Even though editing doesn’t usually require you to work in the code base, it still helps to know some basics of programming. This knowledge can help you understand the constraints the game designers are facing, as well as how the dependencies (i.e., actions that happen after other actions) are coded into the game, and why and how they might go wrong.

Okay, so where do I sign up?

If this shockingly brief overview sounds enticing to you, you might want to know where to find work. Despite the need for editors in the video game industry, there are relatively few postings for this kind of work, said Clough. She could think of only three Vancouver companies that had editors employed as full-time staff. And what work there is may not pay well. Still, it’s not a lost cause. Breaking into the industry may just require some creative thinking and networking. Some ways to get in include attending game developers’ conferences or indie development meetups or getting in through the marketing, communications, or business side of larger game studios.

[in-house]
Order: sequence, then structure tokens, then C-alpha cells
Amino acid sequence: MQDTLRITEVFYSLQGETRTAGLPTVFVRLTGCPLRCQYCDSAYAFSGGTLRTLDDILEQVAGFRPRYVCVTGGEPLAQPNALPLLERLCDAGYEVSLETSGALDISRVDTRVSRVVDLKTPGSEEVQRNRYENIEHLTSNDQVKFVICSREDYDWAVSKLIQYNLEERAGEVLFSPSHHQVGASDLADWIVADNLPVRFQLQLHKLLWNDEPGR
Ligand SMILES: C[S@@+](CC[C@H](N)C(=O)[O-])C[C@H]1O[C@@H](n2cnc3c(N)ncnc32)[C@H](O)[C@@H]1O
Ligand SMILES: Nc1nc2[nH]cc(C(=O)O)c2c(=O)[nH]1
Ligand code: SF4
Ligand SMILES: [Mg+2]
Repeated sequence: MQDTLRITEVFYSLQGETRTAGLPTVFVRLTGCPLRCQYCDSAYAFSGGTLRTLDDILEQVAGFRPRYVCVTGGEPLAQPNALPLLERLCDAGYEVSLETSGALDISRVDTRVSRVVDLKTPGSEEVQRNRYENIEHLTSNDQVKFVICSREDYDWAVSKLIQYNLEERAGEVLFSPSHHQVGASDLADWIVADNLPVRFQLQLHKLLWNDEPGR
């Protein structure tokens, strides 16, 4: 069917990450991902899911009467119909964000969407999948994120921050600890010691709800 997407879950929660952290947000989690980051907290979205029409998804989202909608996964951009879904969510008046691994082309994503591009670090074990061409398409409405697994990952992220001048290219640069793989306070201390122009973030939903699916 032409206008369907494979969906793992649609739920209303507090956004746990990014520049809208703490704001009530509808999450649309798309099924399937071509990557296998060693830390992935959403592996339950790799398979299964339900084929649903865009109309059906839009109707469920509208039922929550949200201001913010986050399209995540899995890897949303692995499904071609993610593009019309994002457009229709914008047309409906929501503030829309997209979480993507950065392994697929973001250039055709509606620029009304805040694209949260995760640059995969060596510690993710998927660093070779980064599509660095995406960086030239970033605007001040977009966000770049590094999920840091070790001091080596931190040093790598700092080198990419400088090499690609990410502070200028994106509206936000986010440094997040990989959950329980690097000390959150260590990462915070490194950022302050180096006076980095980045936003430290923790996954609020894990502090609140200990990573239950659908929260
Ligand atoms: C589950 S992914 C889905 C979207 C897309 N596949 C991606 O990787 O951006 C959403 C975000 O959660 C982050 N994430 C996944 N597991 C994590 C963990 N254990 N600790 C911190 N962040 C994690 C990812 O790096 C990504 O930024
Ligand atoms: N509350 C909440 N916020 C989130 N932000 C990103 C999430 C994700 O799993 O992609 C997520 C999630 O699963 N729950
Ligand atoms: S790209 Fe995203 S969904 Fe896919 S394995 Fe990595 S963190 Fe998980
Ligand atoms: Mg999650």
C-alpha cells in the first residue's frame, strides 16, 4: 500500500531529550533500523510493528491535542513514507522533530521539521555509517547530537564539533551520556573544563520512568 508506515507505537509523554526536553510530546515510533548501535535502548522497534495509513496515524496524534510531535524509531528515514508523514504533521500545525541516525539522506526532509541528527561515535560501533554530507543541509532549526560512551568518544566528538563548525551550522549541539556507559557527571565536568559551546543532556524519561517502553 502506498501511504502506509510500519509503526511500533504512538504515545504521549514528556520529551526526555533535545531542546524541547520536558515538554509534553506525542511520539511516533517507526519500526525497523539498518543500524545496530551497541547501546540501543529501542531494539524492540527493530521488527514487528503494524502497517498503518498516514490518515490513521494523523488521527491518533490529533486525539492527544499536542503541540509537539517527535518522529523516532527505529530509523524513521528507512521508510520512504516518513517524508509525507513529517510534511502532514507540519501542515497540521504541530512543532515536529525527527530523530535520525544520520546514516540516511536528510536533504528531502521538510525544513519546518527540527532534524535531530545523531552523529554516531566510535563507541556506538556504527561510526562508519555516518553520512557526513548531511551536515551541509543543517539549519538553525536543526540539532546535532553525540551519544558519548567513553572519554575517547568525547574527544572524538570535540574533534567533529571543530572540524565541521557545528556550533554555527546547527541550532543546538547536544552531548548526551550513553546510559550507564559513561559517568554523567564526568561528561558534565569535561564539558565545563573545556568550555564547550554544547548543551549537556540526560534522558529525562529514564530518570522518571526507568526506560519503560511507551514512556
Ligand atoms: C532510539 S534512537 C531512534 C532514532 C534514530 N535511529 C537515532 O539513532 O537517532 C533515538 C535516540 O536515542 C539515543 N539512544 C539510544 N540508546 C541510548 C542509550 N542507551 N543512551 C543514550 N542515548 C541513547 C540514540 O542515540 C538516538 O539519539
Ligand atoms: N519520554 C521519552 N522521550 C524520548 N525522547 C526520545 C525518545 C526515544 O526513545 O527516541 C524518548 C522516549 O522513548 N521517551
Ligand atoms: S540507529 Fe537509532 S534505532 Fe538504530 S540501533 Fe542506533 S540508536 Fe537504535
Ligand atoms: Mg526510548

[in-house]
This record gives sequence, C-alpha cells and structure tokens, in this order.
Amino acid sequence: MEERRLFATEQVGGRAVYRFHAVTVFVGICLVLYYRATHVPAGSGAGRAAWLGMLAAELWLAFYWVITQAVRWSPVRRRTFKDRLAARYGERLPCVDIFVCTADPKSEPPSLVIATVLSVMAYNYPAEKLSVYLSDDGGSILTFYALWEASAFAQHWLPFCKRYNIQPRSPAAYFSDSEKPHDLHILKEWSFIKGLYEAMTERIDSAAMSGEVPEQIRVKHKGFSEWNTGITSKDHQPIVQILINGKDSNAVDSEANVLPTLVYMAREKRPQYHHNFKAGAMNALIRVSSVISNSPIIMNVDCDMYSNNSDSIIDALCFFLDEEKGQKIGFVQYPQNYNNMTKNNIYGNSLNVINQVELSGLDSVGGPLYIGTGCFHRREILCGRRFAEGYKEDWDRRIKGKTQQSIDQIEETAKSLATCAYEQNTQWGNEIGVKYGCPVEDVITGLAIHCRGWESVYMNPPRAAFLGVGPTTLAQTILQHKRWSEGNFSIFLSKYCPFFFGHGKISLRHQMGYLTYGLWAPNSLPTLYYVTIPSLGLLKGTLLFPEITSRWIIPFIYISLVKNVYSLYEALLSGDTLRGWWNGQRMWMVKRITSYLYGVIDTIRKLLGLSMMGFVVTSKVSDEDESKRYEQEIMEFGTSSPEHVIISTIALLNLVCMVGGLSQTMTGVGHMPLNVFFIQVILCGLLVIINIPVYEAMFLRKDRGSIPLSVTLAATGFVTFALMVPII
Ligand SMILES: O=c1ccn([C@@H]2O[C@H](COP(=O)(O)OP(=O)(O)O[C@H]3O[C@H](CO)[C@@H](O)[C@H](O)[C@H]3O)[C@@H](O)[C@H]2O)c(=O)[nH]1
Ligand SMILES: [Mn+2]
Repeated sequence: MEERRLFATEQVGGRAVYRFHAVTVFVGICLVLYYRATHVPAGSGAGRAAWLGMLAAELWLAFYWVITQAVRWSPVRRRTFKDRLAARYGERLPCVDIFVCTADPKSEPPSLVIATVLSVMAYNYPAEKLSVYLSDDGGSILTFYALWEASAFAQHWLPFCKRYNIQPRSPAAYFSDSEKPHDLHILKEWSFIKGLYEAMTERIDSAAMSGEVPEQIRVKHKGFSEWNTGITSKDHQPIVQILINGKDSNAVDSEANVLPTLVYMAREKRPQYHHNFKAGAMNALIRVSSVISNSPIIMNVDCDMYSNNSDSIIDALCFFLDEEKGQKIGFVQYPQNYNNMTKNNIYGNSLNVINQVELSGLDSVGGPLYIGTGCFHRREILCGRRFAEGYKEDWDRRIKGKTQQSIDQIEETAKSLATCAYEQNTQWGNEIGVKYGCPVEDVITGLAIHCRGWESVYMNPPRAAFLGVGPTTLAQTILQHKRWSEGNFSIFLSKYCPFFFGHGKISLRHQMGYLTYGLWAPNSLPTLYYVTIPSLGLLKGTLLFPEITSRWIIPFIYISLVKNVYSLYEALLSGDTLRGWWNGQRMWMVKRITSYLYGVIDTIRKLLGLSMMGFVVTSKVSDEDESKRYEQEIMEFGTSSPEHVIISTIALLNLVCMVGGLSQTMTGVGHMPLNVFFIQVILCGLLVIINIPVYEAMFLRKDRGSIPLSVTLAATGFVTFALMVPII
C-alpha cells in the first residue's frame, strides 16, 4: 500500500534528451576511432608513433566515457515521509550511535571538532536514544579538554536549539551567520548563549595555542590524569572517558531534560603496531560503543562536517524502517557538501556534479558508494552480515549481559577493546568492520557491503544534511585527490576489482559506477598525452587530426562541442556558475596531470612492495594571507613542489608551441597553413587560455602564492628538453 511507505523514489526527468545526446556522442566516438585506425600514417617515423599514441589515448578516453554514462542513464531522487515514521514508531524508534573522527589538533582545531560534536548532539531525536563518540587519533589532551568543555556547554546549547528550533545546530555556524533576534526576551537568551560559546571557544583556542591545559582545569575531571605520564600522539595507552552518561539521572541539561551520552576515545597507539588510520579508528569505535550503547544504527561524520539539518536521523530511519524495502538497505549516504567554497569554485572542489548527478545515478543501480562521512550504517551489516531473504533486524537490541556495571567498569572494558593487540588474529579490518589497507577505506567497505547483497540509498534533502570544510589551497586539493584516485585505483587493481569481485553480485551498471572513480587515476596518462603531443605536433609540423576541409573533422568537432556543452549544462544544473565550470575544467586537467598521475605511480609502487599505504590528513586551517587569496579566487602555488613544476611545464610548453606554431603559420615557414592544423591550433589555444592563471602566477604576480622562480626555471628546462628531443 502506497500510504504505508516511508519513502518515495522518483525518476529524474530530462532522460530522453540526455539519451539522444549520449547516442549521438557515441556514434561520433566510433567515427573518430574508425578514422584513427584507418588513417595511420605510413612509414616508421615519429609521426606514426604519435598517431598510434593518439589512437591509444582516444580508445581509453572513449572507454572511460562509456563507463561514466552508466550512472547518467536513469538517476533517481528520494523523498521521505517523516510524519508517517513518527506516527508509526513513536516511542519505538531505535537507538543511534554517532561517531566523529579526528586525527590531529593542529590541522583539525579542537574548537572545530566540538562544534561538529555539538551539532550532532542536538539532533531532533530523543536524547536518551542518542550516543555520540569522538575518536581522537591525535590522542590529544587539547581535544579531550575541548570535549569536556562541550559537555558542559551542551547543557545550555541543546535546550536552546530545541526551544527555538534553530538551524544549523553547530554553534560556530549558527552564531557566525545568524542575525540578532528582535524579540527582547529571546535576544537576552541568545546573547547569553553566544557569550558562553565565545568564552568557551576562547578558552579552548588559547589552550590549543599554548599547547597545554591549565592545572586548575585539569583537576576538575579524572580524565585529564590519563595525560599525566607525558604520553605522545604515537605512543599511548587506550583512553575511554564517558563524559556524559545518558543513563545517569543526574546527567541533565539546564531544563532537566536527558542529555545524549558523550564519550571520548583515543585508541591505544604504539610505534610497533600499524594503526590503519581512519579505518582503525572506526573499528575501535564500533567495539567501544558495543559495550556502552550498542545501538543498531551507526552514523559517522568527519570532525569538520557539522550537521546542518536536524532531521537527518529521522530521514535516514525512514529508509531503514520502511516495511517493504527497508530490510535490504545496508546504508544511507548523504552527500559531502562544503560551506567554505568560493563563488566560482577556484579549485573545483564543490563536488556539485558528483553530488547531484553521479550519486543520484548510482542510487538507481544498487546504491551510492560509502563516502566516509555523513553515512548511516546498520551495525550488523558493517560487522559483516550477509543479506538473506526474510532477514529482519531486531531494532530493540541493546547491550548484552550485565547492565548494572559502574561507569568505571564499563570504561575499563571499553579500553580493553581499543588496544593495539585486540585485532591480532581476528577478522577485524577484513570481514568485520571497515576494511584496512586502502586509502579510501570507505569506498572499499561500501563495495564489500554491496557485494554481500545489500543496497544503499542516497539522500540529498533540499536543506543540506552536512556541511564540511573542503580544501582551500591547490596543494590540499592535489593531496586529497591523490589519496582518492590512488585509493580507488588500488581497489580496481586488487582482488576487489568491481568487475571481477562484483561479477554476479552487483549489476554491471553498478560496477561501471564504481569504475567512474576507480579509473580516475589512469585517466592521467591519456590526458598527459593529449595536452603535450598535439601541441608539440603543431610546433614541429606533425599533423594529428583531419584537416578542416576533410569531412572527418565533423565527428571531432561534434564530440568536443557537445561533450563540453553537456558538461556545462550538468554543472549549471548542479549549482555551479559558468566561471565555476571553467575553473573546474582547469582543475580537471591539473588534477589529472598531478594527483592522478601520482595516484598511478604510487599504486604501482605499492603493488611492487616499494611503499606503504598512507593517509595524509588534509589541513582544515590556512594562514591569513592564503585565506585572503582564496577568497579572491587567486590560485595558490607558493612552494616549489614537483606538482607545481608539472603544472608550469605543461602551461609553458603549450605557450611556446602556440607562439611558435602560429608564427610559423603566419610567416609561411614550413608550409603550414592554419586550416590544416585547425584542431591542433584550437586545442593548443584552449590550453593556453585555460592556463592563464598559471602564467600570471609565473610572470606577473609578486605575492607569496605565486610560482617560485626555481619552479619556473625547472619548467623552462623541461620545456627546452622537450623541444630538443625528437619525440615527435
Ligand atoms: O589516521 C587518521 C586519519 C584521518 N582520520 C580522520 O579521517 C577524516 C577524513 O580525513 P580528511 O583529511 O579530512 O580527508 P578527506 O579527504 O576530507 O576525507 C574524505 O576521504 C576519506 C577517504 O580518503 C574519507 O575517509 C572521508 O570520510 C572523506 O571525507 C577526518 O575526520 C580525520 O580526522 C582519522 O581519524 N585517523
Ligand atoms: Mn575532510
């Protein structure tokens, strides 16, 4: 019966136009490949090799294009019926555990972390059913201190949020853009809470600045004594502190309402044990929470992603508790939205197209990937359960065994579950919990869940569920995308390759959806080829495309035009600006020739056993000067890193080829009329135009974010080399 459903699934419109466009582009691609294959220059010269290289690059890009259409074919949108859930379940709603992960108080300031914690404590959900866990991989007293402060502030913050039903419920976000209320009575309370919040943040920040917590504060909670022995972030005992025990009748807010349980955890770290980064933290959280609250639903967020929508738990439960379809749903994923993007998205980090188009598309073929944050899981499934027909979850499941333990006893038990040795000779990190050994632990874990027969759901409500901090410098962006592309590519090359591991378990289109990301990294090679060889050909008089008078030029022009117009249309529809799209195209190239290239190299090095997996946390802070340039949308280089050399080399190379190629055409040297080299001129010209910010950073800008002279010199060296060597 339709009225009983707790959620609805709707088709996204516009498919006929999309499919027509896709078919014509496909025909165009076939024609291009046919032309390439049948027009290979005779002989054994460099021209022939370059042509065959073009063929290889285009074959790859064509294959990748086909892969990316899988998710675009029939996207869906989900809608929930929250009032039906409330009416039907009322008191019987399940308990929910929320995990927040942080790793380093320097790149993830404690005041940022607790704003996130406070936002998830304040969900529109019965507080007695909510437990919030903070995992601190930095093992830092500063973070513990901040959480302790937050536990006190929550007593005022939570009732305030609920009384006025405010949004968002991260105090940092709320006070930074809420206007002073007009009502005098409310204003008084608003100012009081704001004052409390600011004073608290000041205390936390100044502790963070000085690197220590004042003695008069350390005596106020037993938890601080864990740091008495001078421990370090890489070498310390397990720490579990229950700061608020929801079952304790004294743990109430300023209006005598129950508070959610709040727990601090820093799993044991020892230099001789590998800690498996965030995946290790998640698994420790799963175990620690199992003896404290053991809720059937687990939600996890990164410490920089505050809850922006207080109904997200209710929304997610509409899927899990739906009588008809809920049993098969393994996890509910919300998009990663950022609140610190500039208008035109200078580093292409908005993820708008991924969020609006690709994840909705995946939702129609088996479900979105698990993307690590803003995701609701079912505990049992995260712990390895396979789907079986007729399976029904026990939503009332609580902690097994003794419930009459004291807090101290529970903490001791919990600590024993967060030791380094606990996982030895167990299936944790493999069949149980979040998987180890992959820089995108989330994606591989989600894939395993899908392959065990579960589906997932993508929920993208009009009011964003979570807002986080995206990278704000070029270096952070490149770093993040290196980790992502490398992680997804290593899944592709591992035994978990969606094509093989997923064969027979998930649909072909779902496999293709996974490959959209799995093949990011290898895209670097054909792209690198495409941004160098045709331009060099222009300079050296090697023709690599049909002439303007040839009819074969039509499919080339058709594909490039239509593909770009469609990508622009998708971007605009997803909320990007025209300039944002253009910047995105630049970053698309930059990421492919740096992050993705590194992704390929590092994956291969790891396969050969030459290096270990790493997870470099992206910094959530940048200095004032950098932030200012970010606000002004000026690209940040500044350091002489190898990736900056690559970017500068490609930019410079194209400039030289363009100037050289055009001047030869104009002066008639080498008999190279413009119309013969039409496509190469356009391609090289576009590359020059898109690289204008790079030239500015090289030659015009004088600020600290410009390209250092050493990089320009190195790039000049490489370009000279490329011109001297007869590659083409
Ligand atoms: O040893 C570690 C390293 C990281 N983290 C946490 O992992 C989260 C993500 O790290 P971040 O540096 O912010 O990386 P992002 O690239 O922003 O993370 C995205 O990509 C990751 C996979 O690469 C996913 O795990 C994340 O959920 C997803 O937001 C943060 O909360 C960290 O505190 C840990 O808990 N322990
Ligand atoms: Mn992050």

Overall, the reason to get into editing (or writing) for video games is not power, glory, cash, or fame, but the sheer fun of it, noted Clough. In Clough’s words, “Editing calls upon parts of my brain I didn’t even know I had, and I enjoy the element of working through scenarios from an editing perspective.”

Jesse Marchand is an editor working out of Vancouver, BC. She has worked as the associate publisher of Whitecap Books and is currently the managing editor of WorkSafe Magazine. When she’s not reading, writing, or editing, she’s usually talking about cats.

Holly Conklin has a BA in writing and psychology from the University of Victoria. She currently studies publishing online at Ryerson University while working as a freelance writer and editor. During her time off, she enjoys gaming, crocheting, reading, and yoga.

Image by Pixabay